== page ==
Introduction: Despite near-universal utilization of electronic health records (EHRs) by physicians in practice, medical students in most ambulatory settings gain limited experience with placing EHR orders. In this study, an individual preceptor site investigated the usefulness of a targeted curriculum in improving students’ EHR confidence and clinical reasoning skills.
Methods: Family medicine clerkship students assigned to one community health center were invited to participate in this prospective, survey-based study. In their first week, students observed a preceptor performing EHR tasks. For the remainder of the 4-week clerkship, students utilized decision support tools, assigned a working diagnosis, entered unsigned orders in the EHR, proposed an assessment, and discussed a plan with a preceptor. Students completed weekly questionnaires to self-report confidence across several EHR domains while preceptors synchronously evaluated students’ accuracy with entering orders correctly.
Results: From February 2017 to March 2020, all 49 eligible students completed the study. One hundred percent of students reported that placing EHR orders was beneficial to their medical education. The difference over time in learner confidence with placing EHR orders was statistically significant across every domain (eg, writing prescriptions, ordering labs and imaging). Preceptors’ evaluations of students’ accuracy with placing orders also showed significant improvement between each week.
Conclusion: Clerkship-wide EHR training may be limited by multiple sites with multiple EHR products. This pilot study suggests that committed faculty at an individual preceptor site can offer a targeted curriculum to help students develop EHR confidence. We propose other preceptors similarly offer students this opportunity to maximize clerkship education.
To improve care coordination, patient safety, and health outcomes, more than 85% of office-based physicians have adopted an electronic health record (EHR).1 Fittingly, the Association of American Medical Colleges (AAMC), Alliance for Clinical Education (ACE), and Society of Teachers of Family Medicine (STFM) agree that basic EHR proficiency is essential in medical education.2-4
A recent search offered several general studies on student EHR access.5-7 These publications suggest many family medicine clerkship students have EHR access and can write notes.8,9 However, only one-third of students enter electronic orders and even fewer enter prescriptions.8 Although class-wide workshops occur with simulated EHRs, we are not aware of published studies that train ambulatory clerkship students to perform higher-order EHR tasks on real patients.10 Differing EHR products across multiple clinical sites present an ongoing challenge to integrating EHR instruction into clerkship-wide education. Preceptors at individual sites may be uniquely poised to address this gap. This study aims to determine whether a targeted EHR curriculum offered by an individual preceptor site can improve students’ confidence with placing EHR orders. The objective of this curricular intervention is to enable participating students to independently and accurately enter orders for diagnostic tests, prescriptions, and other management plan items.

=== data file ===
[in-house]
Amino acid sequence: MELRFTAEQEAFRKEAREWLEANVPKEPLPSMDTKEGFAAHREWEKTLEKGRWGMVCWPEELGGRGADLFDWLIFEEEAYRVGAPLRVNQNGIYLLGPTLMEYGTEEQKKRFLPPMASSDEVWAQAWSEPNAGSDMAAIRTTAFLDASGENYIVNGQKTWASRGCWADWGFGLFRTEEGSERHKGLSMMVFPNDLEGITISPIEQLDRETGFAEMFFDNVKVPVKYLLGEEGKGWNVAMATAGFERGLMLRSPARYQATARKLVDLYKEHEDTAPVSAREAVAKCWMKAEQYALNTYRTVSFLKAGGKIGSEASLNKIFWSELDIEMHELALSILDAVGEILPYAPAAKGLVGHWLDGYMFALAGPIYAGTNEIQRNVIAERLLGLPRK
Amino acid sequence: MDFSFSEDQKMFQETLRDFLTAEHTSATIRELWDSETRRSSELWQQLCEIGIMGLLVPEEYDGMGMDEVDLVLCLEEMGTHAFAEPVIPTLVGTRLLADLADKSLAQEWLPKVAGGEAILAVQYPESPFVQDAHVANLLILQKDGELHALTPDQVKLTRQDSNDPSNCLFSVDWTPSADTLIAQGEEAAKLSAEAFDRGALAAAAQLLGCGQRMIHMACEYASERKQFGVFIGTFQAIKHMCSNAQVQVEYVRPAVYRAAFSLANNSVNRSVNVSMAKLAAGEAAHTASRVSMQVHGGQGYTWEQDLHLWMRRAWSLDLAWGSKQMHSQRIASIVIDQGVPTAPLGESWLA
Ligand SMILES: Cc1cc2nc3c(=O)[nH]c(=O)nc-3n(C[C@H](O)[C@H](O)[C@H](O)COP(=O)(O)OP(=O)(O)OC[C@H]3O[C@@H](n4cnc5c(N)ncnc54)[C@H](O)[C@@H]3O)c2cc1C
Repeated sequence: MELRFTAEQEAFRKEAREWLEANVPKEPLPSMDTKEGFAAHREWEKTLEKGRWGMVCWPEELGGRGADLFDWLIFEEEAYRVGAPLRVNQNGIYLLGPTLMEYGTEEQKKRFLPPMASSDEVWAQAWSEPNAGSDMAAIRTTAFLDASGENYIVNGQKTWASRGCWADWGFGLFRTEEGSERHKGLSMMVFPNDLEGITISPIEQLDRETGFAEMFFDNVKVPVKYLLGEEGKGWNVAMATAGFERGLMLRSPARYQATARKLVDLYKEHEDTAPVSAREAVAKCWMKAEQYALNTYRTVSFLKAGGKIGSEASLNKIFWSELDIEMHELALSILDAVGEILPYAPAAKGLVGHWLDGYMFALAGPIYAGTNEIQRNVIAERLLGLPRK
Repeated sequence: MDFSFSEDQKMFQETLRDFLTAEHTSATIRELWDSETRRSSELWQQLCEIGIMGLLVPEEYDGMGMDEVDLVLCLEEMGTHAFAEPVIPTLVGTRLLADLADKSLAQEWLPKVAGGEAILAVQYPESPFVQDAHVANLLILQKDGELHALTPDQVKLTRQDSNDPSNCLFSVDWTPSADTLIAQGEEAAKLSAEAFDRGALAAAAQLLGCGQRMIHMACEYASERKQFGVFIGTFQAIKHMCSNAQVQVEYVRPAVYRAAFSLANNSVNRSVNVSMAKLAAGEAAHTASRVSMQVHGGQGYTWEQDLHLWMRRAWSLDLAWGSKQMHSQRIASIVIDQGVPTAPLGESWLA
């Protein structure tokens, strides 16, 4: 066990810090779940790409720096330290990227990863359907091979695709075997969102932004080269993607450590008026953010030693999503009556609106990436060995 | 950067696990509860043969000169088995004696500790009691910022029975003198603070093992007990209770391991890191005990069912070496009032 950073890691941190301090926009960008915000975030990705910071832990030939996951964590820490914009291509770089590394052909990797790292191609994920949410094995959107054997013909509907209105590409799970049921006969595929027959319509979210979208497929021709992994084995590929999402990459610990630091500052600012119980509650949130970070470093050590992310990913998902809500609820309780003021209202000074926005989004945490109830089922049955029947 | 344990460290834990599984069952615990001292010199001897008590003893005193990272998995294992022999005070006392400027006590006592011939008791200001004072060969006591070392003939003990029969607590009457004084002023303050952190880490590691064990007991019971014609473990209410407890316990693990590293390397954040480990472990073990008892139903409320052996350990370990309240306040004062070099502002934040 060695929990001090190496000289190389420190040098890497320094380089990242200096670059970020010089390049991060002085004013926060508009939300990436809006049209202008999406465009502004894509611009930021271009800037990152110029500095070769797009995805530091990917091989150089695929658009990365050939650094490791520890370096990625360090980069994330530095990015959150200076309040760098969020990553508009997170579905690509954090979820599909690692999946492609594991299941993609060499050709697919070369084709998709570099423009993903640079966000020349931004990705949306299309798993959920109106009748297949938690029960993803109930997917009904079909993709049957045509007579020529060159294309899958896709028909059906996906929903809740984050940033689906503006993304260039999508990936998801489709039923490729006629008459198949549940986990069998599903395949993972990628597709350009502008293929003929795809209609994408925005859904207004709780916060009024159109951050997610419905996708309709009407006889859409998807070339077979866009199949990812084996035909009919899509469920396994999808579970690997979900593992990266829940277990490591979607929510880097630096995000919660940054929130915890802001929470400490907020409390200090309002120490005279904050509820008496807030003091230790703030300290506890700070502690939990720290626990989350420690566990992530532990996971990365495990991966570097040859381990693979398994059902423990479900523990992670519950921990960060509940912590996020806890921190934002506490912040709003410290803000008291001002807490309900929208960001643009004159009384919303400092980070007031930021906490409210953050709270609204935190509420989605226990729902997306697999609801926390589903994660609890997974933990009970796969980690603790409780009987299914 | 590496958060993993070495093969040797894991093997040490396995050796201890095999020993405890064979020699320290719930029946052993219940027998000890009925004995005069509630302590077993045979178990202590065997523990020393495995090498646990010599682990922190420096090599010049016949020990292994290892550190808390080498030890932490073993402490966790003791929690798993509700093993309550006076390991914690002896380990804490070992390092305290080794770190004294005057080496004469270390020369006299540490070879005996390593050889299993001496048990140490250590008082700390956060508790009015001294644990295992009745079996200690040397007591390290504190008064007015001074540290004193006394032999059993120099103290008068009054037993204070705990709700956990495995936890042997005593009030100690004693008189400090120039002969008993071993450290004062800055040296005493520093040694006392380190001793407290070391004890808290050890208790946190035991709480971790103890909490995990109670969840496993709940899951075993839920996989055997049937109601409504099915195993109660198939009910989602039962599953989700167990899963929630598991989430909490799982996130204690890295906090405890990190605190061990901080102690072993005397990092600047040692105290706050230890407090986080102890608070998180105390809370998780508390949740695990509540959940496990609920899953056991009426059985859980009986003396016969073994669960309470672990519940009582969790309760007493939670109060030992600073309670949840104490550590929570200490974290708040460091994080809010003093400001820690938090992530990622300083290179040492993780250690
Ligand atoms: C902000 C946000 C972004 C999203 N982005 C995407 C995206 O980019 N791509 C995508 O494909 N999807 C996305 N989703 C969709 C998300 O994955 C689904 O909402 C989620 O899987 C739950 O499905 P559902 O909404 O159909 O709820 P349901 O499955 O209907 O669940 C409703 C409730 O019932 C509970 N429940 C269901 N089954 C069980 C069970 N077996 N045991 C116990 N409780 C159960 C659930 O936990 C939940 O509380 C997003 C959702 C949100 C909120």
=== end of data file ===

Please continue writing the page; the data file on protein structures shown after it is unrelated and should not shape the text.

The Institutional Review Board of Baylor College of Medicine (BCM) approved this research study. Participation in the EHR training intervention and completion of weekly surveys were voluntary and not a clerkship requirement. As students were in an established educational environment and evaluating a learning activity, documentation of written consent was waived.
The BCM Family and Community Medicine (FCM) clerkship is a required 4-week ambulatory rotation for second- or third-year students. BCM students enter clinical rotations 18 months into their medical education. Preceptors at one community site initiated the idea of providing a targeted Epic curriculum and intentionally guiding students to gain EHR proficiency. All 49 clerkship students assigned to the clinic during the study period were invited to participate.
Description of the Intervention
To prepare the other nine faculty at the site, two lead preceptors (A.A. and N.M.) held an orientation session during a monthly clinic meeting. Total training time for nonlead faculty on how to teach students to enter EHR orders was 2 hours. The two lead preceptors observed the students directly and completed weekly 7-item surveys to evaluate order entry accuracy. Preceptors estimated the overall percentage of correct orders placed per week and recorded these observations on a quintile scale. On days that students were assigned to nonlead preceptors, order accuracy was not recorded. The questionnaires used in this study were developed by the authors.
In a second-year course entitled “Transitions to Clerkships,” all BCM students receive a general Epic EHR orientation on chart review and note writing. The FCM clerkship does not offer a standardized EHR orientation as different products are used at individual preceptor sites. In this study, students received a refresher on ambulatory Epic functionality and a basic overview on order entry on their first day.”
In their first week, enrolled students performed a history and physical, presented findings to a preceptor, and observed the preceptor complete EHR tasks. In the ensuing 3 weeks, students conducted a history and physical, utilized decision support tools (eg, UpToDate and Epic SmartSets), assigned a working diagnosis, entered unsigned orders in the EHR, proposed an assessment, and reviewed a plan with the preceptor. Students completed weekly 10-item questionnaires to self-report confidence across eight EHR domains using a 10-point Likert scale. Two additional items queried the benefit of entering EHR orders and using decision support tools to students’ overall education.
We compared students’ confidence in each domain at different time points using a Friedman test. We followed this by pairwise comparisons with a Bonferroni correction for multiple comparisons. We also analyzed preceptors’ evaluation of student accuracy over time using a Friedman test followed by pairwise comparisons with a Bonferroni correction. We carried out analyses using SPSS software version 26 (SPSS, Chicago, IL).